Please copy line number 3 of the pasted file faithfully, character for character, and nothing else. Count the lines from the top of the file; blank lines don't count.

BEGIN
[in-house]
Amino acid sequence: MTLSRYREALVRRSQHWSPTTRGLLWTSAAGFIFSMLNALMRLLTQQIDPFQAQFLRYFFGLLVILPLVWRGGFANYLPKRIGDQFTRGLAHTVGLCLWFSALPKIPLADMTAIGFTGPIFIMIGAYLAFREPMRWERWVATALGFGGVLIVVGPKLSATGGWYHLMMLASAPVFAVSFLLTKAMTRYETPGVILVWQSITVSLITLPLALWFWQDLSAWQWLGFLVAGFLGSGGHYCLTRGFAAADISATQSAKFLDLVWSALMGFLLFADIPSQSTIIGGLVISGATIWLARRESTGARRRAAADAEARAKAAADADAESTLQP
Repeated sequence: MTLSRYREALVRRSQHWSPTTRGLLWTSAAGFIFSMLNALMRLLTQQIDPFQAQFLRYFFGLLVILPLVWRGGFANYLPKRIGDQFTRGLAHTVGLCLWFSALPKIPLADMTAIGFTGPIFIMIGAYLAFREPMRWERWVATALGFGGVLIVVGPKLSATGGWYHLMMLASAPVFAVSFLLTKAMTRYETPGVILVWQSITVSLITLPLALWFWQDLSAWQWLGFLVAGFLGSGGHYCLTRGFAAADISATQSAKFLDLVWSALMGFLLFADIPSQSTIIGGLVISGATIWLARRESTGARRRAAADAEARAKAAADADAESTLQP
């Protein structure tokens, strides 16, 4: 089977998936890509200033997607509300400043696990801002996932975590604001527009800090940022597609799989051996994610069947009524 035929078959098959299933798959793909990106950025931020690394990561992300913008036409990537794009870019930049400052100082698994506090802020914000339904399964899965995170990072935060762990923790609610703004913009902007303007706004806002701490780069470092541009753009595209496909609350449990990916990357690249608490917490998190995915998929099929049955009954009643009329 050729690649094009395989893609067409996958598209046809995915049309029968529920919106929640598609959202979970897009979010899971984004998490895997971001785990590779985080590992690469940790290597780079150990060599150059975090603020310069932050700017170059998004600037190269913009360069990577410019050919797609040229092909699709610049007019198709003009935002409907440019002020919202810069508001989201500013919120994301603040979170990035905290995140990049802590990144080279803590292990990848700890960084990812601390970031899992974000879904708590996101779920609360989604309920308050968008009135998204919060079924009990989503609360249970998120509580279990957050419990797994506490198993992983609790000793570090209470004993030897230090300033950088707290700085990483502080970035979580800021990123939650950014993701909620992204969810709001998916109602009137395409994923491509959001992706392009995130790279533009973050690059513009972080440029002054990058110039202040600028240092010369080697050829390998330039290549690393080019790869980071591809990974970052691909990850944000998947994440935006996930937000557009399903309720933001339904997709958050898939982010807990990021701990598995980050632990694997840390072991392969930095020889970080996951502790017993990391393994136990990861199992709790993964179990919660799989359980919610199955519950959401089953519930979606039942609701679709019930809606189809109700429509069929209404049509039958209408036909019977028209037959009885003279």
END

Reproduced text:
Repeated sequence: MTLSRYREALVRRSQHWSPTTRGLLWTSAAGFIFSMLNALMRLLTQQIDPFQAQFLRYFFGLLVILPLVWRGGFANYLPKRIGDQFTRGLAHTVGLCLWFSALPKIPLADMTAIGFTGPIFIMIGAYLAFREPMRWERWVATALGFGGVLIVVGPKLSATGGWYHLMMLASAPVFAVSFLLTKAMTRYETPGVILVWQSITVSLITLPLALWFWQDLSAWQWLGFLVAGFLGSGGHYCLTRGFAAADISATQSAKFLDLVWSALMGFLLFADIPSQSTIIGGLVISGATIWLARRESTGARRRAAADAEARAKAAADADAESTLQP